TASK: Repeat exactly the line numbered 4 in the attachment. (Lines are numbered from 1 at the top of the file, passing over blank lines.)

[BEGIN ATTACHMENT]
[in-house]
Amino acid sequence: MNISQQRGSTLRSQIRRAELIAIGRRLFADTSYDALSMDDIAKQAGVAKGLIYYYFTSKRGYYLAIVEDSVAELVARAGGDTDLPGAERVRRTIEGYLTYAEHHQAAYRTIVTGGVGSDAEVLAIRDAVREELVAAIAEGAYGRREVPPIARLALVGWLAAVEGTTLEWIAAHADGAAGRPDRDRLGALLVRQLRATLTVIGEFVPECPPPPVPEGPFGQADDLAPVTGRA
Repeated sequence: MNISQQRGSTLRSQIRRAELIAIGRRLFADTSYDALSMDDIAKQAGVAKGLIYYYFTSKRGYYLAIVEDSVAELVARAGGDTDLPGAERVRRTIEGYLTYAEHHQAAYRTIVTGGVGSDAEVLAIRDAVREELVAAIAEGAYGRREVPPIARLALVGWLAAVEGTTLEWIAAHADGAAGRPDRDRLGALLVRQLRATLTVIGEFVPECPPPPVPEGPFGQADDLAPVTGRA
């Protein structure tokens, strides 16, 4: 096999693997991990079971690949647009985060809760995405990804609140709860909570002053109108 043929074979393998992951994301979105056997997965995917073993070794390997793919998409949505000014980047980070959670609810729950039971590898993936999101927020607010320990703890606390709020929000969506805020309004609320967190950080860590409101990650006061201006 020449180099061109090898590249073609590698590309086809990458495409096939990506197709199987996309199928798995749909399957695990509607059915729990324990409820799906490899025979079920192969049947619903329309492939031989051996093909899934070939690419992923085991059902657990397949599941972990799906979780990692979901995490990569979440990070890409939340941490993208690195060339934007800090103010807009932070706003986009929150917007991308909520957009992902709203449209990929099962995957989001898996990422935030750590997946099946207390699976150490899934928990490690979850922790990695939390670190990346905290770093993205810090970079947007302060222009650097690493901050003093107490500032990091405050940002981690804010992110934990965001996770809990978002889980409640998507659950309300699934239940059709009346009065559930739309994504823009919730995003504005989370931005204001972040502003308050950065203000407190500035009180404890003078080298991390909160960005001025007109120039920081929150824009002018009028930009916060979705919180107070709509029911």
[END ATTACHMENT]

């Protein structure tokens, strides 16, 4: 096999693997991990079971690949647009985060809760995405990804609140709860909570002053109108 043929074979393998992951994301979105056997997965995917073993070794390997793919998409949505000014980047980070959670609810729950039971590898993936999101927020607010320990703890606390709020929000969506805020309004609320967190950080860590409101990650006061201006 020449180099061109090898590249073609590698590309086809990458495409096939990506197709199987996309199928798995749909399957695990509607059915729990324990409820799906490899025979079920192969049947619903329309492939031989051996093909899934070939690419992923085991059902657990397949599941972990799906979780990692979901995490990569979440990070890409939340941490993208690195060339934007800090103010807009932070706003986009929150917007991308909520957009992902709203449209990929099962995957989001898996990422935030750590997946099946207390699976150490899934928990490690979850922790990695939390670190990346905290770093993205810090970079947007302060222009650097690493901050003093107490500032990091405050940002981690804010992110934990965001996770809990978002889980409640998507659950309300699934239940059709009346009065559930739309994504823009919730995003504005989370931005204001972040502003308050950065203000407190500035009180404890003078080298991390909160960005001025007109120039920081929150824009002018009028930009916060979705919180107070709509029911």